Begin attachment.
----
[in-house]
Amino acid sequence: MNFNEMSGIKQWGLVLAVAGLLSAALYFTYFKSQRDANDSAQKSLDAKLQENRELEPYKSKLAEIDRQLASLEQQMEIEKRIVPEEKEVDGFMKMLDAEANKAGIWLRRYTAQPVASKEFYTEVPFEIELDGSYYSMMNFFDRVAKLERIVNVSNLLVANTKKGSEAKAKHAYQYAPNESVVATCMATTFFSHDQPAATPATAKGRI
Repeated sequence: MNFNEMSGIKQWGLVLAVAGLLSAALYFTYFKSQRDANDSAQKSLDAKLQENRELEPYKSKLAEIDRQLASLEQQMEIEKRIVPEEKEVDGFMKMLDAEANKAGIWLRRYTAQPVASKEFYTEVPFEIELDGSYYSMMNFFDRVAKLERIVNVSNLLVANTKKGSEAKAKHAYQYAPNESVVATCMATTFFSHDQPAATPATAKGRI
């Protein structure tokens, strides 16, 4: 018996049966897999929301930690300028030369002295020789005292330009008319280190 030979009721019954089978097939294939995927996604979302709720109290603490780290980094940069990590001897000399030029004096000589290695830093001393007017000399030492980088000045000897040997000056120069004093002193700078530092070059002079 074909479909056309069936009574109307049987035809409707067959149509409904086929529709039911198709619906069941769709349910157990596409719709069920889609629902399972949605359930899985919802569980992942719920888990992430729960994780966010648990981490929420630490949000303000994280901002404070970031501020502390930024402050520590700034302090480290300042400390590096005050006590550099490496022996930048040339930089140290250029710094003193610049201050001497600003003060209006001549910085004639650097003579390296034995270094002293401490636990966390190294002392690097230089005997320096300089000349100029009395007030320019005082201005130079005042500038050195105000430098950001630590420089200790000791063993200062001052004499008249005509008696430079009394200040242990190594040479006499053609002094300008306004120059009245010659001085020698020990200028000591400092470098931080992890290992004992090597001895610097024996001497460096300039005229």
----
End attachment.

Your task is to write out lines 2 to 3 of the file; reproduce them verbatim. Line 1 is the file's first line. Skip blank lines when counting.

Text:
Amino acid sequence: MNFNEMSGIKQWGLVLAVAGLLSAALYFTYFKSQRDANDSAQKSLDAKLQENRELEPYKSKLAEIDRQLASLEQQMEIEKRIVPEEKEVDGFMKMLDAEANKAGIWLRRYTAQPVASKEFYTEVPFEIELDGSYYSMMNFFDRVAKLERIVNVSNLLVANTKKGSEAKAKHAYQYAPNESVVATCMATTFFSHDQPAATPATAKGRI
Repeated sequence: MNFNEMSGIKQWGLVLAVAGLLSAALYFTYFKSQRDANDSAQKSLDAKLQENRELEPYKSKLAEIDRQLASLEQQMEIEKRIVPEEKEVDGFMKMLDAEANKAGIWLRRYTAQPVASKEFYTEVPFEIELDGSYYSMMNFFDRVAKLERIVNVSNLLVANTKKGSEAKAKHAYQYAPNESVVATCMATTFFSHDQPAATPATAKGRI